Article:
I'm not a huge fan of PR agencies, but I think they do add value when it comes to wide releasing of a press release. Their name on a release, representing you, is generally better than you sending it yourself: it makes your business look bigger and more successful.

But the crucial question is, who will do the follow-ups? Journalists rarely respond to press releases: they just don't have time. Often they don't even read them. It usually takes a follow-up call or email to get their attention and make sure they actually look at your release. If you have time to do that, fine. But the question you should be asking is, is there other, higher-value work you could be doing in that time instead? I bet there is.

One other question is: which are the key media outlets you would most like to appear in? Your time is probably better spent thinking up how you could break into those outlets. You need a customized pitch that has been thoroughly thought through. And this is where a call to the media from an entrepreneur, to my mind, is more powerful than one from a PR person: when you have a specific story idea to pitch that you yourself can explain better than anyone else in the world.

For the more generic work (sending out emails, following up). I think you are better off to use a pro.

Cultivating key media relationships is an important business task. For mass-market PR work, however, most entrepreneurs have more valuable things to do with their time.

Friday, September 18, 2009

Transform your weaknesses into strengths!

My column in the Post this week looks at how small businesses turn weaknesses into strengths.

The topic was inspired by the Post itself. This week it brought back its Monday paper, which had been shelved for the summer. Because there’s not much business news on Mondays, they are filling the Monday paper with more features, sports and arts – recognizing a weakness and making sure it’s no longer an issue.

Every retailer gambles when it purchases inventory, knowing some items will be more popular than others. In the heart of what used to be East Berlin, the Broker's Bier Borse devised a market-oriented solution. An electronic ticker over the bar readjusts prices every three minutes, upping the pricetag on popular beers or lunch specials, and lowering the prices of the drinks and dinners currently less in demand. Result: better-balanced inventory, fewer product shortages, and daily discounts for bargain hunters.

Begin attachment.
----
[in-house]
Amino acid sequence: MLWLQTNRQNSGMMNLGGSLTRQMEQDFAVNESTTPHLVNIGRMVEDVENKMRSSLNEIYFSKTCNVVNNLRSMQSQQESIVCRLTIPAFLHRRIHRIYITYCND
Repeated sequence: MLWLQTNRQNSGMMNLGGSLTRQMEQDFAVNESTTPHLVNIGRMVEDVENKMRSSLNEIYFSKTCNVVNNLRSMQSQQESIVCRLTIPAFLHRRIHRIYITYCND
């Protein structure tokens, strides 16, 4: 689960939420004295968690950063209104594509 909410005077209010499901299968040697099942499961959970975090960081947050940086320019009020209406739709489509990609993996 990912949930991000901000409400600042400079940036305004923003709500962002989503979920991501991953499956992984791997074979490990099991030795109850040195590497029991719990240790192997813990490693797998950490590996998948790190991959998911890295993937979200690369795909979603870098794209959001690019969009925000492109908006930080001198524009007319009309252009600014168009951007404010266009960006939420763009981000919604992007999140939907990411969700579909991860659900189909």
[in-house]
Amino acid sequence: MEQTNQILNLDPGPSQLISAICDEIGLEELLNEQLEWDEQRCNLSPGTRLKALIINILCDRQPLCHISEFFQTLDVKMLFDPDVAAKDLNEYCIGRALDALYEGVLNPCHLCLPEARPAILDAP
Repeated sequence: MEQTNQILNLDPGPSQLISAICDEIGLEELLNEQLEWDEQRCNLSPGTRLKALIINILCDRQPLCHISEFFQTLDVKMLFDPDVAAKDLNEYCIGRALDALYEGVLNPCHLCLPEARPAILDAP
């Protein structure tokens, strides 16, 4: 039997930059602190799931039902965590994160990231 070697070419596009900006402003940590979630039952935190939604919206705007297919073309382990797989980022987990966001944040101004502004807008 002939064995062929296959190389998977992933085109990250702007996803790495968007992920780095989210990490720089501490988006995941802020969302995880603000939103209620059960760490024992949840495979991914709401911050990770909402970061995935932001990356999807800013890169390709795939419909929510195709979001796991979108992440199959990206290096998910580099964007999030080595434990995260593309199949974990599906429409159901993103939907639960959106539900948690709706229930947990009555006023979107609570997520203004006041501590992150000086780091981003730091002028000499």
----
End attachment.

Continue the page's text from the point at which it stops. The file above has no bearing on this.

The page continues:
Click here to read the full story.

Bonus weekend reading:
Who are Canada’s fastest-growing startups? Read all about the Hot 50 in the latest issue of PROFIT Magazine (or click here).

Tuesday, September 08, 2009

Celebrating Small Business Week on a Budget

I received an email today from a local economic development staffer in a small rural community with an interesting request related to next month's Small Business Week: "I would love to hear some of your ideas for events we could run to celebrate the small businesses in our community. They would have to be ideas we could pull together in a few weeks..."

They left it kind of late, but here is what I wrote back:

Hi, Jean. Thanks for your email.
I think there are lots of things you could do to celebrate small business in your community.

How about asking a local banker, lawyer and accountant to put on a panel session, each talking about "5 things that local entrepreneurs need to know, but often don't." Then invite all the business owners in town to come for the free advice. And give them lots of time to ask questions of the panel.

You might also ask local businesses to bring in samples of their products, if appropriate, to raffle off at random.

Another fun thing is to have an "idea cafe," where you invite local business owners to an event where they form discussion groups with the people at their tables and work through specific problems. If time allows, you could also have each table appoint a representative to present their problems (and solutions) to the other groups in the room.

Or you could just hold a networking event. Invite the local town council, business owners, and professionals just to get together and mingle and meet each other. You could even offer a prize to the person who collects the most business cards that day.

Another way to hold a networking event is to invite some expert to speak for 15-20 minutes on a topic of interest to everyone in the room. It might be the mayor talking about the future of the community, a local expert on marketing through the Internet, an accountant talking about the upcoming HST, a sales coach talking about better cold-calling methods, the local newspaper editor offering tips on how to get publicity, etc. The greater the sense of community you create, the more everyone will bond.

Get a local hotel or service club to sponsor the location, and you can pull off a great event for very little cost. But better get started right away. Best of luck!

Monday, September 07, 2009

A few thoughts on Labour Day

I was surprised recently to read that Labour Day as we know it started in Canada and then spread to the U.S. The rest of the world of course, celebrates Labour on May 1.

Like Victoria Day (celebrating the birth of a queen no one today remembers very fondly, on a day that is not her birthday), Labour Day it is a rather odd, outdated holiday. It celebrates labour unions, which today are widely considered superfluous sources of one-sided greed and/or defenders of an extinct status quo.

As everyone knows, labour unions were once indispensable in checking the growing power and ruthlessness of big business. According to Wikipedia, “The origins of Labour Day in Canada can be traced back to April 14, 1872 when a parade was staged in support of the Toronto Typographical Union's strike for a 58-hour work-week.”